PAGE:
Engaging communities in malaria elimination in the south-west Pacific

Jo-an Atkinson (2011). Engaging communities in malaria elimination in the south-west Pacific PhD Thesis, School of Population Health, The University of Queensland.

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Author Jo-an Atkinson
Thesis Title Engaging communities in malaria elimination in the south-west Pacific
School, Centre or Institute School of Population Health
Institution The University of Queensland
Publication date 2011-09
Thesis type PhD Thesis
Supervisor Associate Professor Andrew Vallely
Dr Lisa Fitzgerald
Professor Marcel Tanner
Professor Gail Williams
Total pages 230
Total colour pages 11
Total black and white pages 219
Language eng
Subjects 111715 Pacific Peoples Health
111799 Public Health and Health Services not elsewhere classified
111712 Health Promotion
Abstract/Summary Since March 2008, with significant financial and technical support being made available through The Global Fund to fight AIDS, Tuberculosis and Malaria and the AusAID Pacific Malaria Initiative, the Vanuatu and Solomon Islands national malaria programs have embarked on an ambitious long-term endeavour to eliminate malaria from their island nations. The key components of their malaria elimination strategies are universal coverage and year-round use of long-lasting insecticidal bed nets (LLINs) and early diagnosis and prompt effective treatment of malaria illness. Although malaria technologies have improved, their success is still contingent on their acceptability and compliance at the household and community level. In addition, historic successes highlight the importance of engaging communities in communicable disease control and elimination programs. Hence, investigations into local human behavioural factors that impact the use of preventative interventions as well as barriers and motivators to community engagement and participation will be a vital component of the strategy to eliminate malaria in the south-west (SW) Pacific. This thesis explores community perceptions and practices for malaria prevention in low transmission settings, including the influence of risk perception, key social actors and how malaria is contextualized within broader community health and disease priorities on motivation for participation. In addition, it includes an atypical systematic literature review that synthesises 60 years of research on community participation in infectious disease control and elimination that categorised influences on participation at the individual, household, community levels and more broadly at the government / civil society levels. The outcomes of this research have supported the design of strategies for community engagement and behaviour change communication as well as assisted in understanding the potential impact of human behavioural factors on health system effectiveness in the scale up of interventions for malaria elimination in the SW Pacific. A key recommendation is the consideration of multi-level influences not only during the initial design of community participation strategies but as part of an ongoing ‘qualitative monitoring’ process for health systems effectiveness and responsiveness. The thesis concludes by proposing future research into the broader political and economic influences on participation. This should encompass multi-disciplinary approaches to addressing structural barriers to more sustainable community participation for malaria elimination in the SW Pacific.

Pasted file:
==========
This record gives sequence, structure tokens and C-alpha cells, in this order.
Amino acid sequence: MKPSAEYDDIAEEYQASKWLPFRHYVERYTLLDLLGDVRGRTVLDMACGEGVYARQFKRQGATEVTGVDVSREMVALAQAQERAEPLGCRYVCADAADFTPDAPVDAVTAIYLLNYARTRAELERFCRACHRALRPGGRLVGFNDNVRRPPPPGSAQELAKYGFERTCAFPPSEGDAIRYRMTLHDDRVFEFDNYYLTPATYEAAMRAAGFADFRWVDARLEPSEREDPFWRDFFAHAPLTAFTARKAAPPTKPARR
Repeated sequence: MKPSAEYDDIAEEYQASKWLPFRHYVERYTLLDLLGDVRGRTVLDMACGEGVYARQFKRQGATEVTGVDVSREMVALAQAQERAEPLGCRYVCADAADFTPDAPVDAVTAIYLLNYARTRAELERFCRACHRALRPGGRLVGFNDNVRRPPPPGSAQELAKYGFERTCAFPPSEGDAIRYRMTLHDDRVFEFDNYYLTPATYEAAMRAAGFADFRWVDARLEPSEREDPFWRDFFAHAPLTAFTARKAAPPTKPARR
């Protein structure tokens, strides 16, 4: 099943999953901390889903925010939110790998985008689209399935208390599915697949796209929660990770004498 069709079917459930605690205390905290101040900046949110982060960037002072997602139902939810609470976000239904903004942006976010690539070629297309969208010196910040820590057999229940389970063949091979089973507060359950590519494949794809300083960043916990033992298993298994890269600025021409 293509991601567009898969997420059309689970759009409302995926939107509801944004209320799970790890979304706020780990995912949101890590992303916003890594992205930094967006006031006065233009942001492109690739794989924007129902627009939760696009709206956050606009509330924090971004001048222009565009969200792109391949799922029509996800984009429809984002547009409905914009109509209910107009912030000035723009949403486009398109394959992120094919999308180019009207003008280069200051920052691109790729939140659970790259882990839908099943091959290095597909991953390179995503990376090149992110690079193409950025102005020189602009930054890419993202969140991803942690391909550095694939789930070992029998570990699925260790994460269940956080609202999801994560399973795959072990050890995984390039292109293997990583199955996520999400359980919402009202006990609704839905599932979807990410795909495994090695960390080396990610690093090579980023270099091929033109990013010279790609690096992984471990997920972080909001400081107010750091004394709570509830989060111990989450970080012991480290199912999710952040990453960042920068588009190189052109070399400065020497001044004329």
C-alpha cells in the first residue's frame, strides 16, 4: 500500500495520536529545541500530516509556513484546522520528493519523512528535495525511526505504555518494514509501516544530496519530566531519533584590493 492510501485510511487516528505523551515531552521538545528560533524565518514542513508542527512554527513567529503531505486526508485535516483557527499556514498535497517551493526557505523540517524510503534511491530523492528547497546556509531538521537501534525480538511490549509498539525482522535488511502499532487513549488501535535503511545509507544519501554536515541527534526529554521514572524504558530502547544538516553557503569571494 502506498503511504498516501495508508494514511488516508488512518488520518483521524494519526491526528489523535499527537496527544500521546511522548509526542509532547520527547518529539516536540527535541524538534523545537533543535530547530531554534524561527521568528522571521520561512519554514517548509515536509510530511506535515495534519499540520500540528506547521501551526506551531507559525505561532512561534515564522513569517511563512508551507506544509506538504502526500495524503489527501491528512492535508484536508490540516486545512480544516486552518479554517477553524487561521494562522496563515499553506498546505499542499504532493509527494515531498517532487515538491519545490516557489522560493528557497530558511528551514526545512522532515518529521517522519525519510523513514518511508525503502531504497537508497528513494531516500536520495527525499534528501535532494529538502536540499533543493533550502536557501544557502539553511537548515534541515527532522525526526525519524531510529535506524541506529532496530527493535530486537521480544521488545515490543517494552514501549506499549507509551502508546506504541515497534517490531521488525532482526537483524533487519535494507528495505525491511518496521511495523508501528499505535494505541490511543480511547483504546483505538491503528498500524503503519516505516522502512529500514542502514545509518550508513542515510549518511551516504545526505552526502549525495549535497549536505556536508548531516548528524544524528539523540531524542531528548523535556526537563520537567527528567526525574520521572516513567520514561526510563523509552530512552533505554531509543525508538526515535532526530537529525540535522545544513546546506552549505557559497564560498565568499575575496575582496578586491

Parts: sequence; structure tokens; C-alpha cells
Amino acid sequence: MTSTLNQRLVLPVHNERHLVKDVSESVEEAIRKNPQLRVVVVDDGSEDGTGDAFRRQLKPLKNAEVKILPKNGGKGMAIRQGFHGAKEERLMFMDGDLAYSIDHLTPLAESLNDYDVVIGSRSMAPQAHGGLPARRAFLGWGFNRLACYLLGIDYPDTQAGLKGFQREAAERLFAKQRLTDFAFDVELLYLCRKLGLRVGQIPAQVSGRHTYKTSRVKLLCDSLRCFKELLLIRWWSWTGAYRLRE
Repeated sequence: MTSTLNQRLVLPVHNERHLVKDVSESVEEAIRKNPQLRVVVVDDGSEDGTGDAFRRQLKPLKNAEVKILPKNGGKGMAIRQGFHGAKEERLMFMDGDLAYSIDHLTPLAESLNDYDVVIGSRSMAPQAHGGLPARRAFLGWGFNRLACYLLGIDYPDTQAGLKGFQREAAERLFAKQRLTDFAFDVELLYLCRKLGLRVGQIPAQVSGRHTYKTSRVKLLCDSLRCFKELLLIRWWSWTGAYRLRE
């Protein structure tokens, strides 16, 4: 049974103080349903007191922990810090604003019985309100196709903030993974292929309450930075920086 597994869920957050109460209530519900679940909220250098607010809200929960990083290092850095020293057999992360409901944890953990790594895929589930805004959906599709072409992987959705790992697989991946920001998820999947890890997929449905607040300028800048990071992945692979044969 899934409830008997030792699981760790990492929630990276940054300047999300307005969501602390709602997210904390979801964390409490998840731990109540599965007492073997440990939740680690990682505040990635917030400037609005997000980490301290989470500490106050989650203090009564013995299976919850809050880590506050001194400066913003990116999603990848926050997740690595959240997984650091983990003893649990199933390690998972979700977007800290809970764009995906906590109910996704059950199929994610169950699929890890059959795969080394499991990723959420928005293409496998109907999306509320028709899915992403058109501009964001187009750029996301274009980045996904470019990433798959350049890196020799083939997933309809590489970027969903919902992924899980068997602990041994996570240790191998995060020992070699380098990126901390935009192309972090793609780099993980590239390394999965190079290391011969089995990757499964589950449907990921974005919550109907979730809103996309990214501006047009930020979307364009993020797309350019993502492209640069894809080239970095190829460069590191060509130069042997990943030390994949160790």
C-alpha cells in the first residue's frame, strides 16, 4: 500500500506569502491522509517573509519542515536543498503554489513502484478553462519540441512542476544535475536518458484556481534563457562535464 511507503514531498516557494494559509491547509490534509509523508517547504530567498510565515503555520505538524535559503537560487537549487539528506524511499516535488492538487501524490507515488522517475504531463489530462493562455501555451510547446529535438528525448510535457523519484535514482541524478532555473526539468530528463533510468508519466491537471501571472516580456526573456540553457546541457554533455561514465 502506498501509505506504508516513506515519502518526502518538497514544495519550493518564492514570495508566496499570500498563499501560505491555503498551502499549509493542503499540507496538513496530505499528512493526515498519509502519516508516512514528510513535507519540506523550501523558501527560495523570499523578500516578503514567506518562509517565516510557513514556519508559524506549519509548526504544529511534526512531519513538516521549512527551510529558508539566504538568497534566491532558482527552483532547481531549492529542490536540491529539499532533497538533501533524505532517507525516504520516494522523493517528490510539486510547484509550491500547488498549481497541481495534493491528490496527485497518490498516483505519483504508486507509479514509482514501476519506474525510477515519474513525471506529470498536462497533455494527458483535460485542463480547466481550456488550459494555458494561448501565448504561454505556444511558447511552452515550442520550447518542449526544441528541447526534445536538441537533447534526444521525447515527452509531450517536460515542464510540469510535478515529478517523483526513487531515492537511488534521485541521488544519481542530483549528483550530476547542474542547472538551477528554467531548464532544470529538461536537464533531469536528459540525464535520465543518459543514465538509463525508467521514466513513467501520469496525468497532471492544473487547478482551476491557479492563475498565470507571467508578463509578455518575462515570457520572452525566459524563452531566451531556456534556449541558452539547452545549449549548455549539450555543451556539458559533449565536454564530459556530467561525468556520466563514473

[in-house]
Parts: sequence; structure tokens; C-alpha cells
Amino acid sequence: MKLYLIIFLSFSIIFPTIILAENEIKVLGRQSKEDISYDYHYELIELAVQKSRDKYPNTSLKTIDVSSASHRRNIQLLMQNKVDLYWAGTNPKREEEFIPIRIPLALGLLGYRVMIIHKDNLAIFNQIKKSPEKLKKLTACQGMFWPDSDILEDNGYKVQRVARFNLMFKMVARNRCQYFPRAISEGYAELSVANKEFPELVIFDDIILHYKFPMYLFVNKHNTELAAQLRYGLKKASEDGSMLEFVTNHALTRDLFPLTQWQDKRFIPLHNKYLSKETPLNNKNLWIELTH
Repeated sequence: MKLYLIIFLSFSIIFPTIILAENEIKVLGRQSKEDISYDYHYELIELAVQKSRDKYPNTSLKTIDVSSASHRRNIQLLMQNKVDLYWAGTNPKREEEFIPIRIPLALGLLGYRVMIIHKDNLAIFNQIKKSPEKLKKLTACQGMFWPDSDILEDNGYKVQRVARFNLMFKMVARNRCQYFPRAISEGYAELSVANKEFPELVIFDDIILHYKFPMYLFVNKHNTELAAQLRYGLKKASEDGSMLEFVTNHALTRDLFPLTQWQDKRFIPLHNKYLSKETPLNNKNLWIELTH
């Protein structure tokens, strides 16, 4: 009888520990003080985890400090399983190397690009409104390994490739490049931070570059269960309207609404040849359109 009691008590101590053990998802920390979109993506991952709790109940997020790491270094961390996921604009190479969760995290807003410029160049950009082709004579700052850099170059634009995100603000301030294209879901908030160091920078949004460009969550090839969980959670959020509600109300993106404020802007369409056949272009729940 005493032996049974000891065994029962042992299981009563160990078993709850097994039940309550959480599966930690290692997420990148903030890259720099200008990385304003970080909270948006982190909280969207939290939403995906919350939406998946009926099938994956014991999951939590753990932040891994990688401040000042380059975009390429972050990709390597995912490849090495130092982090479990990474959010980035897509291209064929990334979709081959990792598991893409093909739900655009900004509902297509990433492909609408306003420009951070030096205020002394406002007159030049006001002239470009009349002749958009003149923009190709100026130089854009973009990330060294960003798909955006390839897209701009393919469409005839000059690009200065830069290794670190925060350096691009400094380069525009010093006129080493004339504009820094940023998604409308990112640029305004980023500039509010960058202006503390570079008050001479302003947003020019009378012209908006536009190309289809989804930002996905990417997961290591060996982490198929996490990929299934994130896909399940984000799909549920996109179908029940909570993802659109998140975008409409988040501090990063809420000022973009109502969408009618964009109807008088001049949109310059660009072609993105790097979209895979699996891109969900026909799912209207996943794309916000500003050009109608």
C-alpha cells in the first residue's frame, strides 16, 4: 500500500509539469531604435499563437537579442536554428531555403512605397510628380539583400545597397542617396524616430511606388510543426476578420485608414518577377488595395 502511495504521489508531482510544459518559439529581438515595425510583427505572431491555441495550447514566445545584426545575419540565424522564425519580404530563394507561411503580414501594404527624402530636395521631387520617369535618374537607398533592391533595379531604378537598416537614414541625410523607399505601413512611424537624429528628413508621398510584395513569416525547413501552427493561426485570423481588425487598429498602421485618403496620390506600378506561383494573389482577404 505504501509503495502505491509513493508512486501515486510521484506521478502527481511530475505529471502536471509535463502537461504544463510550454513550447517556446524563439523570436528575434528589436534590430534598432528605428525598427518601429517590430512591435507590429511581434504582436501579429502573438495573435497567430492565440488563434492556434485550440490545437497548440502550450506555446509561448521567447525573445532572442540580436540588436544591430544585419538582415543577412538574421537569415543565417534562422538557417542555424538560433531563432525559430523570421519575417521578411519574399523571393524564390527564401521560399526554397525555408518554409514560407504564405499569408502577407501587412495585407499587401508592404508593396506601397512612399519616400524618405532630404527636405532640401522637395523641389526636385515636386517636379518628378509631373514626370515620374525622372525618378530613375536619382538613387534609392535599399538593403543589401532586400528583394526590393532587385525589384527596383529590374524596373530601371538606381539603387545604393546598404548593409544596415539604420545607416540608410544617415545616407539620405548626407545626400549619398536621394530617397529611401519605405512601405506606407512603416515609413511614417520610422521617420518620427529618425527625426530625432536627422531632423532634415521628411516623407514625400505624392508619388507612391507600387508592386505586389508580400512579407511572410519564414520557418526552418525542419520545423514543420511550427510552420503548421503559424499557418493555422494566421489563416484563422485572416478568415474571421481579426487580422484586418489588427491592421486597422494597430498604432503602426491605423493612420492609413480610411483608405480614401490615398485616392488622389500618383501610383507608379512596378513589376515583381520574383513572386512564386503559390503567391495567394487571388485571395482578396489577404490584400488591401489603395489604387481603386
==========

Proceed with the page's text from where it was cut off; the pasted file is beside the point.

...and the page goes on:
Keyword Malaria elimination
community engagement
intervention acceptability
Additional Notes Color pages: 42,43,70,71,73,78,104,131,133,216,217 Landscape pages: 50,51,97,107,213-230

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Created: Mon, 19 Mar 2012, 19:19:59 EST by Jo-an Atkinson on behalf of Library - Information Access Service